Sources: Nets Eye Jason Collins


The Brooklyn Nets are giving strong consideration to signing Jason Collins to a 10-day contract that would position the free-agent center to become the NBA's first active openly gay player, according to sources with knowledge of the situation.

Sources told that the Nets, after letting Thursday's trade deadline pass without making a deal for Los Angeles Lakers forward Jordan Hill, have identified Collins as a prime candidate to fill one of their two open roster spots and bolster a depleted frontcourt rotation via a 10-day deal.

No final decision has been made, but the Nets on Thursday night confirmed an earlier report that Collins was auditioned by the team in a private workout in Los Angeles earlier this week to assess the state of the 35-year-old's game.

Nets general manager Billy King acknowledged the workout in an evening conference call with local reporters after the passing of the trade deadline but said he did not attend it in person. When asked to share the feedback he received on Collins, King said: "He's in shape."

"He's one of the names on the list," King said of Collins. "We will look at anybody that's a free agent that's big that's out there. We're looking at any guys that are free agents and he's one of the guys. But we've got other guys that we'll look at."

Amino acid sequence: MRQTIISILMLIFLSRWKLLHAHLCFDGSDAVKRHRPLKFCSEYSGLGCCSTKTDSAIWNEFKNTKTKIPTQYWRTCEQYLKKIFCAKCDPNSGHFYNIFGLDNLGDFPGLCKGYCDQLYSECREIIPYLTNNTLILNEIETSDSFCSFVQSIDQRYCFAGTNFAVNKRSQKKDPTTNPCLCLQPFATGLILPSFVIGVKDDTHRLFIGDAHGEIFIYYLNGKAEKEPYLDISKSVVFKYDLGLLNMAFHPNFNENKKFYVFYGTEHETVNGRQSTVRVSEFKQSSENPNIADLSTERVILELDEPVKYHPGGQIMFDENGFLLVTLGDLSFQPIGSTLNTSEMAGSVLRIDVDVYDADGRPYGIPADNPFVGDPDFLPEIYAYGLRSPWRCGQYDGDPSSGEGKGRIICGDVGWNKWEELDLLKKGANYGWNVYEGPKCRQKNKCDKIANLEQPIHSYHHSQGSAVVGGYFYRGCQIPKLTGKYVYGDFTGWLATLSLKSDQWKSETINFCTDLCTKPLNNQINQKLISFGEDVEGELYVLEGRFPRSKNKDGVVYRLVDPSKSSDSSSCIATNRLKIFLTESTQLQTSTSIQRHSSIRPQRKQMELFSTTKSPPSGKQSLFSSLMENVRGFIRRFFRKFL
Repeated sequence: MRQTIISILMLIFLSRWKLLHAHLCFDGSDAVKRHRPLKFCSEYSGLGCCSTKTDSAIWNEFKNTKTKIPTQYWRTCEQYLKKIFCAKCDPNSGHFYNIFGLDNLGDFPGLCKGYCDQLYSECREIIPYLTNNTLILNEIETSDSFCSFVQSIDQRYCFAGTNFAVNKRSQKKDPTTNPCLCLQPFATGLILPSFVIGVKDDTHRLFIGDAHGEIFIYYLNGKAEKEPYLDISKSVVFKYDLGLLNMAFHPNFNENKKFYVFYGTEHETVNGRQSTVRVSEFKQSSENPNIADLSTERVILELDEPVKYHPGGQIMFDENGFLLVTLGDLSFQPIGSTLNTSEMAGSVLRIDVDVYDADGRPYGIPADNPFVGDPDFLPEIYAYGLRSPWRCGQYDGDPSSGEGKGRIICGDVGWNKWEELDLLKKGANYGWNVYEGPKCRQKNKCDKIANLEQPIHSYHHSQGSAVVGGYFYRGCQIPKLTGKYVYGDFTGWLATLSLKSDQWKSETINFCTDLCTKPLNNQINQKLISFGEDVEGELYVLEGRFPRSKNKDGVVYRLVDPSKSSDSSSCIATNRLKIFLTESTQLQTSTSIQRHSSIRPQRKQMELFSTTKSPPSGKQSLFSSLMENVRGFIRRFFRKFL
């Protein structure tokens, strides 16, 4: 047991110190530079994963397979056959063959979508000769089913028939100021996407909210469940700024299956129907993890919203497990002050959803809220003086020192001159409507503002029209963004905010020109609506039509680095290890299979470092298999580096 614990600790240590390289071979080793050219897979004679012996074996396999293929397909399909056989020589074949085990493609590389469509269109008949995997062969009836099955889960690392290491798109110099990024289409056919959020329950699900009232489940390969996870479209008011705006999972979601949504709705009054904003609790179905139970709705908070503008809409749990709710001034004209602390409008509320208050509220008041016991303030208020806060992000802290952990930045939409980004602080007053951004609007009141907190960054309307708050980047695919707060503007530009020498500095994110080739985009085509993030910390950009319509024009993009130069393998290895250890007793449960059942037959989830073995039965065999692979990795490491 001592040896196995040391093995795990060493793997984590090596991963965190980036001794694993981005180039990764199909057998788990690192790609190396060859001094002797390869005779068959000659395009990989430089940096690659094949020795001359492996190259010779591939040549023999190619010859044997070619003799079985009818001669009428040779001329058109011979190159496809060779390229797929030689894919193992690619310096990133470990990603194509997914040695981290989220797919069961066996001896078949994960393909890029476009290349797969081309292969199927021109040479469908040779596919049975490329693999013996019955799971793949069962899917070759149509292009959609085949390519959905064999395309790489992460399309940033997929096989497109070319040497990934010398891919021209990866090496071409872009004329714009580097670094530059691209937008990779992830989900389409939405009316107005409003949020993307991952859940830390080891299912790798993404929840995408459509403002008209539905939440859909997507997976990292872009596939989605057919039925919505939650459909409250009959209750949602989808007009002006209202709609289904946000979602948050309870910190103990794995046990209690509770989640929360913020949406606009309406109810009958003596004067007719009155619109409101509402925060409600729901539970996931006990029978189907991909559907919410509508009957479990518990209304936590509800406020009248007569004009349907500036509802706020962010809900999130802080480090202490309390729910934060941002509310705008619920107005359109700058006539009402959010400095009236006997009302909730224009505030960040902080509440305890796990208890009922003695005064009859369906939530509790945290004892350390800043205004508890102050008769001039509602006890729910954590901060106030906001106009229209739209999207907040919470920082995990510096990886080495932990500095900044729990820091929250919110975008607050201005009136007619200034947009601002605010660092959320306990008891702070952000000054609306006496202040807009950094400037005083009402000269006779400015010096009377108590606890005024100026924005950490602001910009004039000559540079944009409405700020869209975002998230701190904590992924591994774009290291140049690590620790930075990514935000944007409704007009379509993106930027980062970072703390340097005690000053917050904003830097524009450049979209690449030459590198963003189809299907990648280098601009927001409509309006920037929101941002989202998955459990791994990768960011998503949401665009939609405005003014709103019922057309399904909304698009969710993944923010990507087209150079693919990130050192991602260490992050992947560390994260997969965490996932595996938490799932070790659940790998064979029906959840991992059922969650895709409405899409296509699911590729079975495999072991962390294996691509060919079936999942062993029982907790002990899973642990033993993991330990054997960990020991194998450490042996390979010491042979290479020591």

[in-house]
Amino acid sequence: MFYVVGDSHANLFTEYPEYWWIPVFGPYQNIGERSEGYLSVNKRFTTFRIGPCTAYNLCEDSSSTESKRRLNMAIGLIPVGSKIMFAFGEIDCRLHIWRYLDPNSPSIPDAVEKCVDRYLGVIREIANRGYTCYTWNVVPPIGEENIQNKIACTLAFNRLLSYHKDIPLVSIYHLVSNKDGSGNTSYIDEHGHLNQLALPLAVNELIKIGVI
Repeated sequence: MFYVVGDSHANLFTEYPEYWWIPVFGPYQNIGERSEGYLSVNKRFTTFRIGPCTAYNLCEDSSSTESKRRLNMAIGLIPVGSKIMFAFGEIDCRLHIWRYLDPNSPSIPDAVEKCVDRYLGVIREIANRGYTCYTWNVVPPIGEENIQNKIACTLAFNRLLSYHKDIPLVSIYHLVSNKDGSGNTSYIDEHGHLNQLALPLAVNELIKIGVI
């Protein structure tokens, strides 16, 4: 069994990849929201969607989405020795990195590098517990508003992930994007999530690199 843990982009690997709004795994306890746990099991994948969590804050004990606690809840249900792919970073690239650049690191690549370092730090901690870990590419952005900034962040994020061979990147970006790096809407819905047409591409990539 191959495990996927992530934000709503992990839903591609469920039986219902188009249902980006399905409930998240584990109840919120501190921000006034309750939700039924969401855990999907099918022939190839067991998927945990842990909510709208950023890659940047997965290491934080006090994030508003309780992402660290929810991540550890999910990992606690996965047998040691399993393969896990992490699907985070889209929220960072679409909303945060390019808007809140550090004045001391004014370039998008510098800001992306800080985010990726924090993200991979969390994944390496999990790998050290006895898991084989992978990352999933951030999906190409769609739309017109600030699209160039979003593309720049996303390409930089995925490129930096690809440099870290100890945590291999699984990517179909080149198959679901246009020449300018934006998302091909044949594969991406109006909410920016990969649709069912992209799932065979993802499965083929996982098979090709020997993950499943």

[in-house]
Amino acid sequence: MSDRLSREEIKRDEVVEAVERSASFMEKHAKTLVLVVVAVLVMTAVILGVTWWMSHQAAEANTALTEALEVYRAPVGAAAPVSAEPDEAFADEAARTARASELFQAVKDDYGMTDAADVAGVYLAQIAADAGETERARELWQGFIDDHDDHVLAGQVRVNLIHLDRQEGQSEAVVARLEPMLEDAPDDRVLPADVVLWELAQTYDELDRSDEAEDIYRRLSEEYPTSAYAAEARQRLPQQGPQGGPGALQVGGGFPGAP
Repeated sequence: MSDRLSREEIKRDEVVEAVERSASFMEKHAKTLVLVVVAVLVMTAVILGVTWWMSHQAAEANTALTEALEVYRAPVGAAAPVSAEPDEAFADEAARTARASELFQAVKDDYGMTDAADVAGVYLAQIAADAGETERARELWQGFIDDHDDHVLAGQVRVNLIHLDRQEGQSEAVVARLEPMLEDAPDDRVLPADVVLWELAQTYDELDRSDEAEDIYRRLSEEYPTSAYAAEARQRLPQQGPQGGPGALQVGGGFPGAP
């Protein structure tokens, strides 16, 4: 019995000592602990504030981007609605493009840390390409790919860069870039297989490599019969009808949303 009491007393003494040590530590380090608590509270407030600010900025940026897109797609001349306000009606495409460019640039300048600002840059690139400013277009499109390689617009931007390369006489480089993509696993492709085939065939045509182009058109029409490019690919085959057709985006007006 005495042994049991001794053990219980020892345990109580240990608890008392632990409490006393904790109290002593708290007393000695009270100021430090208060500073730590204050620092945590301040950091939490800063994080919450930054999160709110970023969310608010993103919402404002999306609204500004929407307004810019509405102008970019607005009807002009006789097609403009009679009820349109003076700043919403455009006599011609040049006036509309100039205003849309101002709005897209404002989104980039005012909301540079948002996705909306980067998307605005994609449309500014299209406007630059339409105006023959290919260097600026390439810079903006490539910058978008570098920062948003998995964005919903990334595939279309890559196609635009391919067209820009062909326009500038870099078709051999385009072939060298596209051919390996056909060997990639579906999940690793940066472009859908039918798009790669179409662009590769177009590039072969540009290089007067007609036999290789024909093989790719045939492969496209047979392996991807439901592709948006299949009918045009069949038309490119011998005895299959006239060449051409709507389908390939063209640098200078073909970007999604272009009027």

"We're going to look to add a guy," King said, "that we feel will help us."

The Nets (25-27), three games behind Atlantic Division-leading Toronto entering Thursday's play, are one game into a five-game Western Conference swing. One scenario under consideration, sources said, is making a 10-day roster addition during the trip.

Nets coach Jason Kidd confirmed Friday on WFAN that Collins is one of multiple candidates that management could decide to sign.

"For me, it's about coaching the guys that I have or will have," Kidd said. "I think he's a possibility for a big that's out there, but we also have to look at other candidates too. So I can't say that he's not a candidate, but we're looking."

Collins' potential reunion with the franchise, for whom he played during his first six-plus seasons in the league, would put the 7-footer in line to become the first openly gay athlete to play in any of North America's four traditional major team sports.

University of Missouri defensive end Michael Sam announced he is gay earlier this month in an ESPN "Outside The Lines" interview but wouldn't make his NFL debut until the fall. L.A. Galaxy midfielder Robbie Rogers became the first openly gay male athlete to play in a top U.S. professional sports league when he made his Major League Soccer debut in May 2013, just three months after coming out.

And John Amaechi, who spent five seasons in the NBA with Orlando, Utah and Cleveland, disclosed his sexual orientation three years after his playing career ended in a 2007 book titled "Man In The Middle."

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